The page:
Tokyo Olympics 2020: Neeraj Chopra says he desperately needs competitions before Games; confident of breaching 90m mark

·3 min read

India's best hope for a track and field medal at the Olympics, Neeraj Chopra, says he's starving for international competitions as the clock ticks down to Tokyo 2020.

Injury robbed Chopra of competitive exposure in 2019, while COVID-19 ruined any chance of him going throw-to-throw against top-class international competitors the following year. With the deferred Olympics approaching in July, Chopra had hoped that he could test himself against the best in the world in 2021. But so far that has not worked out.

Chopra, who is based at the National Institute of Sports in Patiala, says the need of the hour is competitions, which will help him gauge the level of his closest rivals. "Mujhe competitions ki bahut zyaada zaroorat hai (I desperately need competitions). We're trying to figure something out. I've also had a word with SAI and TOPS (Target Olympic Podium Scheme, which provides financial support to Olympic athletes). It's been over two years that I competed in an international competition. Training is fine. But the need of the hour is competition," Chopra told journalists on Wednesday in an interaction organised by the Sports Authority of India.

After the Asiad gold in 2018, the javelin star picked up an elbow injury which led him to miss the entire 2019 season. He started 2020 by qualifying for the Tokyo Olympics with an 87.86m throw at the Athletics Central North East meeting in South Africa's Potchefstroom. He then had a training stint in Turkey. But just when it seemed that he was coming into his own, the coronavirus pandemic forced the world to shut down, with sporting events, including the Tokyo Olympics, getting either cancelled or postponed.

While many Indian athletes from other sports such as boxing, shooting and wrestling have travelled abroad for competitions once the lockdown restrictions across the world started to ease, Chopra competed at the Indian Grand Prix 3 in Patiala, where he bettered his own national record with an 88.07m throw.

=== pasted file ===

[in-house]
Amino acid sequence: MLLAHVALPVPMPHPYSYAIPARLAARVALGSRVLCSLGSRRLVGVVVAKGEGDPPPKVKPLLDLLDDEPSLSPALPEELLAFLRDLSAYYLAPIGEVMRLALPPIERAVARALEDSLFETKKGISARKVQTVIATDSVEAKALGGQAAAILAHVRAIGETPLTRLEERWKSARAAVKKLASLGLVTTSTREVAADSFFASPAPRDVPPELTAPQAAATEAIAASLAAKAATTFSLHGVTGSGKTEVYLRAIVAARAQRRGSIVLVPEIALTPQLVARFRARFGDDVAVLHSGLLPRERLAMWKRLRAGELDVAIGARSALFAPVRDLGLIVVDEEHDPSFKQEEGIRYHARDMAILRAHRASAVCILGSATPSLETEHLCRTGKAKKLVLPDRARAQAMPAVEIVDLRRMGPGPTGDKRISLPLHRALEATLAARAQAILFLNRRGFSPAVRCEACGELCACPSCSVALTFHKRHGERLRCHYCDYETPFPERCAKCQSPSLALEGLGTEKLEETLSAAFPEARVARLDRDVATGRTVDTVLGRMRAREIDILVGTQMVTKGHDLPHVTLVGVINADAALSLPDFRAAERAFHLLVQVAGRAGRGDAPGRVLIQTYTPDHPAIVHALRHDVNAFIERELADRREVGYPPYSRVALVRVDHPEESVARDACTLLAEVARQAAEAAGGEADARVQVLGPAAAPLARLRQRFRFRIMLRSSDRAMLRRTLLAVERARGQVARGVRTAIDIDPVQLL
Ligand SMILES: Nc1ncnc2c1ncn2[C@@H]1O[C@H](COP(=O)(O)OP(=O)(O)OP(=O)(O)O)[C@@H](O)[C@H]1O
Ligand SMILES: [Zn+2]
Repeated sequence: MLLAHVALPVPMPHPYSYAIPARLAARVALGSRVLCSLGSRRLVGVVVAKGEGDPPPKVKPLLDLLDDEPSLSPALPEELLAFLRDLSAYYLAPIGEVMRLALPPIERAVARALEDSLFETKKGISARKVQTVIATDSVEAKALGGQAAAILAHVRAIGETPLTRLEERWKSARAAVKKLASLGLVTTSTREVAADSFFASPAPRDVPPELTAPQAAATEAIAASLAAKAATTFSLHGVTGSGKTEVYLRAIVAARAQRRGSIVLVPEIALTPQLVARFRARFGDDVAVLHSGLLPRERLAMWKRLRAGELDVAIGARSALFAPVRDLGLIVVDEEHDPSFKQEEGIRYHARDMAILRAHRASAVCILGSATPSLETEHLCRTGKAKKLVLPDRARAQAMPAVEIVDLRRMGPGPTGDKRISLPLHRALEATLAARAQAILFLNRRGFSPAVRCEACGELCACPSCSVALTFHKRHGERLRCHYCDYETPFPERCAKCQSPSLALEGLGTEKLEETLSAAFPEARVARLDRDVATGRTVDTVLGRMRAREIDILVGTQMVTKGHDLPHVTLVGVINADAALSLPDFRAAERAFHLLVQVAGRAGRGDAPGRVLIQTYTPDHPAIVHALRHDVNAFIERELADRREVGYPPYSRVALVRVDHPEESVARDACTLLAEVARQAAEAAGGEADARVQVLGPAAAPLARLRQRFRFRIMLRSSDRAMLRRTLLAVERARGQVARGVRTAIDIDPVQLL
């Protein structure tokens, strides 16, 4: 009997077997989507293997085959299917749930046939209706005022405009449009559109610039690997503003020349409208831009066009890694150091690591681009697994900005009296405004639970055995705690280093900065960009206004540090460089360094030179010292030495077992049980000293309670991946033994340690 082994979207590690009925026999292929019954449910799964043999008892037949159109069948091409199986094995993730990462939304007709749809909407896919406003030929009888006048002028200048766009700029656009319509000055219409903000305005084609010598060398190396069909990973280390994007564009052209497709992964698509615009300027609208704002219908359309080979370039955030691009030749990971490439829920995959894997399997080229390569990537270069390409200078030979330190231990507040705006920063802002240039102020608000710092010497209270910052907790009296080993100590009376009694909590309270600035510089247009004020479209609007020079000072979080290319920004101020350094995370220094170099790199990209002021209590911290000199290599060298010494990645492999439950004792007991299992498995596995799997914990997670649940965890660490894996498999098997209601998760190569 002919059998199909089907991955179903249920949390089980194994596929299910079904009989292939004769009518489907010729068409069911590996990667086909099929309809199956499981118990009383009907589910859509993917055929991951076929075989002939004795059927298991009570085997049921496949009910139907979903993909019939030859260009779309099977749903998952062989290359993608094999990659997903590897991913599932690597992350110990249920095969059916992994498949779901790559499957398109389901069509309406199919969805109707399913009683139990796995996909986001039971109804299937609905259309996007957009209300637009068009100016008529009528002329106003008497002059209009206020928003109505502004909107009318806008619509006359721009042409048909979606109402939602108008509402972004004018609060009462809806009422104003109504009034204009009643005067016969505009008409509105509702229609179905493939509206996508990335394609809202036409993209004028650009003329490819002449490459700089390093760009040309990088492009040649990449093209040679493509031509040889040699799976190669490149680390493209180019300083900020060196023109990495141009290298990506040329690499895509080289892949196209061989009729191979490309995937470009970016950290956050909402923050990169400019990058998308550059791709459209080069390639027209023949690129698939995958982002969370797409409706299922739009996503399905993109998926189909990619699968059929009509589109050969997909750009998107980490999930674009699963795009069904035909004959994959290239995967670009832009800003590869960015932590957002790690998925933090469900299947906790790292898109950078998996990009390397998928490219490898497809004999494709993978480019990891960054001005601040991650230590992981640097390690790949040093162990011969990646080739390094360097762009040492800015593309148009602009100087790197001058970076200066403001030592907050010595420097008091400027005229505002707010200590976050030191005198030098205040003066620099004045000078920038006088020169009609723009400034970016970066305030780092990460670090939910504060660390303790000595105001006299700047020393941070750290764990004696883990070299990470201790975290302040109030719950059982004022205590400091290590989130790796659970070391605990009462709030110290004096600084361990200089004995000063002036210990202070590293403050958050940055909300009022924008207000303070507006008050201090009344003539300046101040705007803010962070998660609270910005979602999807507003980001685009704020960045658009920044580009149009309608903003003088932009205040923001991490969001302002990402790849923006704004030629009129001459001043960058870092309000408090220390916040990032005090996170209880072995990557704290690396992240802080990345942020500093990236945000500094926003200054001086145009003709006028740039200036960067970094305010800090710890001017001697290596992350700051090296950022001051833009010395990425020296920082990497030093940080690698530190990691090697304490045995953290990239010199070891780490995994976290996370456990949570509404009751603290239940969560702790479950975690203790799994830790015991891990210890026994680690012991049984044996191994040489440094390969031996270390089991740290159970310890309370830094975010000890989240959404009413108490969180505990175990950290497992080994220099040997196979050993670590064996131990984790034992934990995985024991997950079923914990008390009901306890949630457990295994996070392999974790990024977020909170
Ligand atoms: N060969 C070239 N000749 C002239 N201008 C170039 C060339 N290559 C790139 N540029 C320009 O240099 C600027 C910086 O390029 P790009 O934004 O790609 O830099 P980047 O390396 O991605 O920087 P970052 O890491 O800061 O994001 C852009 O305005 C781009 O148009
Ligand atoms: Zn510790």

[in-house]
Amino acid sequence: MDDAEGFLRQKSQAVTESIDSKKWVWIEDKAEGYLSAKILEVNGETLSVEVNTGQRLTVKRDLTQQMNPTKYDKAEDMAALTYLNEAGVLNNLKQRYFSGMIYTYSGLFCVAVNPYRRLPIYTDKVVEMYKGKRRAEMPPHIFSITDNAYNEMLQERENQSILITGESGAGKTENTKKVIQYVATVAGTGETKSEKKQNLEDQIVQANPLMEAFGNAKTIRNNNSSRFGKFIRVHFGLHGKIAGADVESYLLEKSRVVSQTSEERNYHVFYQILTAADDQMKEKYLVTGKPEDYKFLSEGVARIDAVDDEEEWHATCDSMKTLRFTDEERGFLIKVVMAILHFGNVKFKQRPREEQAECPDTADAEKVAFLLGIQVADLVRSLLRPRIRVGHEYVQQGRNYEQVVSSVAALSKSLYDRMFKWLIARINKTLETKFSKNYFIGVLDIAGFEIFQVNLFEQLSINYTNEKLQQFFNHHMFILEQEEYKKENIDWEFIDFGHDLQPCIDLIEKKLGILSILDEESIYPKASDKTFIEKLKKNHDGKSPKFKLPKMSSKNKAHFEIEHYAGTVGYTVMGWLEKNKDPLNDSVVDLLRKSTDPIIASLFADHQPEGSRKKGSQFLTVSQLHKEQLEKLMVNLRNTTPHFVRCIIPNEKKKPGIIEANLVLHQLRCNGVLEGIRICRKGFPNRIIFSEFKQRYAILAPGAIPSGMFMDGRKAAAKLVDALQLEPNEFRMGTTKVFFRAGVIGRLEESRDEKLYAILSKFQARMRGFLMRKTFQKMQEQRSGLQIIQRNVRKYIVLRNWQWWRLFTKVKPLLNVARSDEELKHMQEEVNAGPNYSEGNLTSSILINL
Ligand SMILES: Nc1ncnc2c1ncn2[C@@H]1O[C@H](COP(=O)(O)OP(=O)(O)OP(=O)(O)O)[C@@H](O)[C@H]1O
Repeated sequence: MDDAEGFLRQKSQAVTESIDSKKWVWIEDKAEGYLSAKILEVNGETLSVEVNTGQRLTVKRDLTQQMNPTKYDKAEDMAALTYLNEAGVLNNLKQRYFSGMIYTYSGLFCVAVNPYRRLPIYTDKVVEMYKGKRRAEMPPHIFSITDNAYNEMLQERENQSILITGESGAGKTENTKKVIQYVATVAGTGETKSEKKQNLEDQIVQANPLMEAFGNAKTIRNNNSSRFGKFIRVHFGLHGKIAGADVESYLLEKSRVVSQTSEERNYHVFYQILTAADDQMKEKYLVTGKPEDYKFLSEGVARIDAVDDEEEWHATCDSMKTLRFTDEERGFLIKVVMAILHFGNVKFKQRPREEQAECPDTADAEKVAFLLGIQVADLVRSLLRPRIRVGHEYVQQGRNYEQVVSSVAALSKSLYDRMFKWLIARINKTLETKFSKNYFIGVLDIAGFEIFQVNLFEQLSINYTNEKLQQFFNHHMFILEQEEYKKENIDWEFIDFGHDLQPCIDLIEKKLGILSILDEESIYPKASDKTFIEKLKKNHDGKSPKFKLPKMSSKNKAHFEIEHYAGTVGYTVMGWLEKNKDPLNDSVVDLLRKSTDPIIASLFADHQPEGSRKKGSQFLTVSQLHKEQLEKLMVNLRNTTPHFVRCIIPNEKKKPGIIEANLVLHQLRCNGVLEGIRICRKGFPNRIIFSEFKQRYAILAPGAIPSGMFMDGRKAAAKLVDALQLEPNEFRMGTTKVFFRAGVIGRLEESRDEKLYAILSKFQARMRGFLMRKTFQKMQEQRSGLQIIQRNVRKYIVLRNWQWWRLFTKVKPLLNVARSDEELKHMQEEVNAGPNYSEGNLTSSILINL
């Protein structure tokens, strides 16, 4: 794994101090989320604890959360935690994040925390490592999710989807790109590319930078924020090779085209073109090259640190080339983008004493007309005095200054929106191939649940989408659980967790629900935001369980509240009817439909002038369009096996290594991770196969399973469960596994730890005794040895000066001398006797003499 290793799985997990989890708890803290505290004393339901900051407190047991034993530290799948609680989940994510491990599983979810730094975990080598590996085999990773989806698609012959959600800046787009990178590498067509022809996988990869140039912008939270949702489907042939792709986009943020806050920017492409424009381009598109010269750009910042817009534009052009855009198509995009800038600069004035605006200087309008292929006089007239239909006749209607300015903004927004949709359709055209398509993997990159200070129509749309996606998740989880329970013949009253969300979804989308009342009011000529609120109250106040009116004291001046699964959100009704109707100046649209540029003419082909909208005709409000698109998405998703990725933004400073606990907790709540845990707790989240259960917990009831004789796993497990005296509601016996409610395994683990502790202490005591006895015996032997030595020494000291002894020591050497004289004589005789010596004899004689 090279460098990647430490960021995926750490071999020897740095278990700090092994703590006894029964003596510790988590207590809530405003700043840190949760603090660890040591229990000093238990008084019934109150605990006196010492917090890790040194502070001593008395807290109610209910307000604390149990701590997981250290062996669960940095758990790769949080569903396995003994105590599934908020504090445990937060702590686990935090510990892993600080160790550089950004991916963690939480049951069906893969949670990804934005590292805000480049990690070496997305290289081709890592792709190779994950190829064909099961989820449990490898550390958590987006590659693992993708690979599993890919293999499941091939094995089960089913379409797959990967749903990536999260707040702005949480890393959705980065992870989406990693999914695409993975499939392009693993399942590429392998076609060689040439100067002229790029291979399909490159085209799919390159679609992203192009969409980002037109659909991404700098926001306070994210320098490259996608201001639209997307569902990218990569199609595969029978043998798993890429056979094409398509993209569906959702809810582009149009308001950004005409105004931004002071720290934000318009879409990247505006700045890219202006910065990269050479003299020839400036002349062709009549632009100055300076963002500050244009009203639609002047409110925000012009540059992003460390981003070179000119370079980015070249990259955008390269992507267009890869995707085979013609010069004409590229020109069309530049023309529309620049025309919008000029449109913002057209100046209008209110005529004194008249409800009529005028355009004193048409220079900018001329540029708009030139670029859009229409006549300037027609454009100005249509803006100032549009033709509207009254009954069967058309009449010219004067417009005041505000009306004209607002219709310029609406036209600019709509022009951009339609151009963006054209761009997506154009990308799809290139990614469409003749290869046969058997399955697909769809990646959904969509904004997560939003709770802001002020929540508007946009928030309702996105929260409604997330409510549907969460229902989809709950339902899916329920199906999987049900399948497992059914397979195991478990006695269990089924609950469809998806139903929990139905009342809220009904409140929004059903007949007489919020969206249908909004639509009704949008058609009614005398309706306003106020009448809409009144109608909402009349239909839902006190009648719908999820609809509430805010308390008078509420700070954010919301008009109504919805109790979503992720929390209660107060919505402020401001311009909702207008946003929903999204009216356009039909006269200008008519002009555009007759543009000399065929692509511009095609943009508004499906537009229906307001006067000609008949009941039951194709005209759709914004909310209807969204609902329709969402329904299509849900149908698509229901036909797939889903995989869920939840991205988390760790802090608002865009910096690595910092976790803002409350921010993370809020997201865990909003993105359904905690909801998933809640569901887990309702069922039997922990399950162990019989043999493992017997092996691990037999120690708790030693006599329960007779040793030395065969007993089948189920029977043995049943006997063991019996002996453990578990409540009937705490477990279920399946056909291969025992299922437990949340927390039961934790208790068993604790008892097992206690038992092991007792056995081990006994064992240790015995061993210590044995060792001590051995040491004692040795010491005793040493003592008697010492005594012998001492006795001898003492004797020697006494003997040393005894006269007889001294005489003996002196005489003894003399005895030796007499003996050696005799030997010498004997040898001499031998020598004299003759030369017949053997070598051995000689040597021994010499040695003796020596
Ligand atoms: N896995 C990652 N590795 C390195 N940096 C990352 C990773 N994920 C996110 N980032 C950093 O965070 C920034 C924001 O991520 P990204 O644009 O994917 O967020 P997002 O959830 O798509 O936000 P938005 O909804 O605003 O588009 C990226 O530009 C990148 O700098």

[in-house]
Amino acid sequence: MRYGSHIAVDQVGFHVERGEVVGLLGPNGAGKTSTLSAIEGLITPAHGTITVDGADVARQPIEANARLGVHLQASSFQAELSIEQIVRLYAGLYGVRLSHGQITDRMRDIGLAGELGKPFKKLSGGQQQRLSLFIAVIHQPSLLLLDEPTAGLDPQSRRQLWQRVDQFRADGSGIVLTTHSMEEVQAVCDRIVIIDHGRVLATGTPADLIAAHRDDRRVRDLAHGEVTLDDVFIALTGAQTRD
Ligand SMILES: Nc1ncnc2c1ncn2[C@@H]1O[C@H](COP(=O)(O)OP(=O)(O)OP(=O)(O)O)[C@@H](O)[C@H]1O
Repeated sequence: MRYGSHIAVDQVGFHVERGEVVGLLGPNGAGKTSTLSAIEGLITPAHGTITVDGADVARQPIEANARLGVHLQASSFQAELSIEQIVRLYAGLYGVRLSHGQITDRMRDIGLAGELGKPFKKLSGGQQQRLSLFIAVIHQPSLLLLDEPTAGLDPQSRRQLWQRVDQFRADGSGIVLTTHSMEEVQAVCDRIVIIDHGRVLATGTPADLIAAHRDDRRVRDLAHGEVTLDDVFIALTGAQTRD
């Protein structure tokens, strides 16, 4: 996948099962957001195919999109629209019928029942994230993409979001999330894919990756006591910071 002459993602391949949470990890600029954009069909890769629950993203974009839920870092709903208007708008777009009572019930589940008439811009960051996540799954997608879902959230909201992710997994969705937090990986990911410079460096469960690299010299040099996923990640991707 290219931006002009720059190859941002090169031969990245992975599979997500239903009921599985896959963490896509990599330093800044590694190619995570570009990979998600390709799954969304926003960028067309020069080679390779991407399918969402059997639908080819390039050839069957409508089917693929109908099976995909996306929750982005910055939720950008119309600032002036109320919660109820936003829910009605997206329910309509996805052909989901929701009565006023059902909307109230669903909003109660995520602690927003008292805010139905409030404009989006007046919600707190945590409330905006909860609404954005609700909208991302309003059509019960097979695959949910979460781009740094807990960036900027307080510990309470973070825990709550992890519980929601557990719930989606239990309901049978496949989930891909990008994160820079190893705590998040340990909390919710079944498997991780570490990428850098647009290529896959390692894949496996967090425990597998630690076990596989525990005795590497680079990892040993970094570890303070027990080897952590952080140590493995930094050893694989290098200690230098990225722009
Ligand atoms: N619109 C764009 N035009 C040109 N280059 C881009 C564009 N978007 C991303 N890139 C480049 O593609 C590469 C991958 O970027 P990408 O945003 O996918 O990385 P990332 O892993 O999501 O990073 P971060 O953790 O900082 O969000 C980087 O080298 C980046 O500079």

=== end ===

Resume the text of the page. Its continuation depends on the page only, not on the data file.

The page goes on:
"What's the use of training so much if we don't get competitions? I've been training relentlessly since last year. But if the aim is to beat the best who we will face at the Olympics, we need to compete against them in events before Tokyo 2020. If I can get competitions against the top guys now, it'll also boost my confidence going into Tokyo," said Chopra, who added, "Some days when I train, I feel the frustration that I lost the two best years of my career, 2019 to injury and 2020 to COVID-19."

Chopra also revealed he was initially in talks to go train at Finland's Olympic Training Centre in Kuortane €" a centre he had trained at in the days leading up to the 2018 Asian Games.

"Earlier they had given a positive response to our plan of me training there. But since the second wave in India led to a spike in cases, it has gotten tricky. They refused to let me train there," Chopra said. "There are a few other training centres we're now trying to train at, including one in Sweden. But nothing's confirmed yet."

While he has been steadily raising men's national record, he believes that this year he can enter the select club of throwers to have breached the 90m mark.

"I feel I'm very close to throwing over 90m. If I can get competitions, I'm ready to breach 90m. Of course, it depends on the conditions of the day, and competition circumstances too. But I feel I'm ready to cross 90m this year," he said.

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